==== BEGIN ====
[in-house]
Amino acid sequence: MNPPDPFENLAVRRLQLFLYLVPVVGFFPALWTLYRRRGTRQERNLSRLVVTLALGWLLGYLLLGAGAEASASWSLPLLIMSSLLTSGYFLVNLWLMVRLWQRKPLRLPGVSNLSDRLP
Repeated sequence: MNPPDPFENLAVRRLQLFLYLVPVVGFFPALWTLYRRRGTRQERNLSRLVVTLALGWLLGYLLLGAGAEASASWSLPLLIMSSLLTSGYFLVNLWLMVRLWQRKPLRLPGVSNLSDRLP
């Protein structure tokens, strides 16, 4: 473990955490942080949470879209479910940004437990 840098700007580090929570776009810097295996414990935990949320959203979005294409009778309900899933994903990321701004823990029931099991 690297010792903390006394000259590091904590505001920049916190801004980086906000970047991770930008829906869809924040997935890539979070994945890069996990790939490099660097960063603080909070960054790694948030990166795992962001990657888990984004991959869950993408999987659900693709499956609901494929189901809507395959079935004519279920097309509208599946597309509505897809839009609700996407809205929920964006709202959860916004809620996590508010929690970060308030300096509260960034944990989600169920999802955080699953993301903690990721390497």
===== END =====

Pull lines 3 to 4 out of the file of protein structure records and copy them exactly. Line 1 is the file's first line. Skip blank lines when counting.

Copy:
Repeated sequence: MNPPDPFENLAVRRLQLFLYLVPVVGFFPALWTLYRRRGTRQERNLSRLVVTLALGWLLGYLLLGAGAEASASWSLPLLIMSSLLTSGYFLVNLWLMVRLWQRKPLRLPGVSNLSDRLP
């Protein structure tokens, strides 16, 4: 473990955490942080949470879209479910940004437990 840098700007580090929570776009810097295996414990935990949320959203979005294409009778309900899933994903990321701004823990029931099991 690297010792903390006394000259590091904590505001920049916190801004980086906000970047991770930008829906869809924040997935890539979070994945890069996990790939490099660097960063603080909070960054790694948030990166795992962001990657888990984004991959869950993408999987659900693709499956609901494929189901809507395959079935004519279920097309509208599946597309509505897809839009609700996407809205929920964006709202959860916004809620996590508010929690970060308030300096509260960034944990989600169920999802955080699953993301903690990721390497």